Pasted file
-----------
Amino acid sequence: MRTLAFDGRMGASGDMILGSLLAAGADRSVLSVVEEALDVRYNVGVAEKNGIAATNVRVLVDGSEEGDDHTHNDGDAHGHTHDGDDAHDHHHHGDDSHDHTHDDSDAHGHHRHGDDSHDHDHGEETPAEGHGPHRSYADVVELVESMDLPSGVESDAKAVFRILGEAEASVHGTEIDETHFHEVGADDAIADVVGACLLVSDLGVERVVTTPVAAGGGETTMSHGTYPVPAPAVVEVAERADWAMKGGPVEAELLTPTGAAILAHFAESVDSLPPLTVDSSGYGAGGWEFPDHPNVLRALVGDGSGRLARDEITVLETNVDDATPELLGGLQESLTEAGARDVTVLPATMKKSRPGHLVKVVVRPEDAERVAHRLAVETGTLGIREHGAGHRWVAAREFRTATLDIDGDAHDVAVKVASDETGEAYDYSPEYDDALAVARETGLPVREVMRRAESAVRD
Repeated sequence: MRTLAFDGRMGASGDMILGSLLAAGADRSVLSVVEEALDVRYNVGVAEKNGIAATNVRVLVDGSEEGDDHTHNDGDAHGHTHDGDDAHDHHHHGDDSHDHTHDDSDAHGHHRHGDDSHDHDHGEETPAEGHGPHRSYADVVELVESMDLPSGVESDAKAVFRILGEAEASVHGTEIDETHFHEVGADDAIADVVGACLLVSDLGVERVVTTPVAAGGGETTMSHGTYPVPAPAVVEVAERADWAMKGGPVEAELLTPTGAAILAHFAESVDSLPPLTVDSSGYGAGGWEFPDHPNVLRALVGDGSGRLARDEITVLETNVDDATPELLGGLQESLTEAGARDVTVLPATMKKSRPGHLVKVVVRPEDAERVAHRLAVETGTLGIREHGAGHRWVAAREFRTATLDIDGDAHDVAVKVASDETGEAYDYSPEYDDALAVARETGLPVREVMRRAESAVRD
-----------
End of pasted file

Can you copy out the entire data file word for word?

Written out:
Amino acid sequence: MRTLAFDGRMGASGDMILGSLLAAGADRSVLSVVEEALDVRYNVGVAEKNGIAATNVRVLVDGSEEGDDHTHNDGDAHGHTHDGDDAHDHHHHGDDSHDHTHDDSDAHGHHRHGDDSHDHDHGEETPAEGHGPHRSYADVVELVESMDLPSGVESDAKAVFRILGEAEASVHGTEIDETHFHEVGADDAIADVVGACLLVSDLGVERVVTTPVAAGGGETTMSHGTYPVPAPAVVEVAERADWAMKGGPVEAELLTPTGAAILAHFAESVDSLPPLTVDSSGYGAGGWEFPDHPNVLRALVGDGSGRLARDEITVLETNVDDATPELLGGLQESLTEAGARDVTVLPATMKKSRPGHLVKVVVRPEDAERVAHRLAVETGTLGIREHGAGHRWVAAREFRTATLDIDGDAHDVAVKVASDETGEAYDYSPEYDDALAVARETGLPVREVMRRAESAVRD
Repeated sequence: MRTLAFDGRMGASGDMILGSLLAAGADRSVLSVVEEALDVRYNVGVAEKNGIAATNVRVLVDGSEEGDDHTHNDGDAHGHTHDGDDAHDHHHHGDDSHDHTHDDSDAHGHHRHGDDSHDHDHGEETPAEGHGPHRSYADVVELVESMDLPSGVESDAKAVFRILGEAEASVHGTEIDETHFHEVGADDAIADVVGACLLVSDLGVERVVTTPVAAGGGETTMSHGTYPVPAPAVVEVAERADWAMKGGPVEAELLTPTGAAILAHFAESVDSLPPLTVDSSGYGAGGWEFPDHPNVLRALVGDGSGRLARDEITVLETNVDDATPELLGGLQESLTEAGARDVTVLPATMKKSRPGHLVKVVVRPEDAERVAHRLAVETGTLGIREHGAGHRWVAAREFRTATLDIDGDAHDVAVKVASDETGEAYDYSPEYDDALAVARETGLPVREVMRRAESAVRD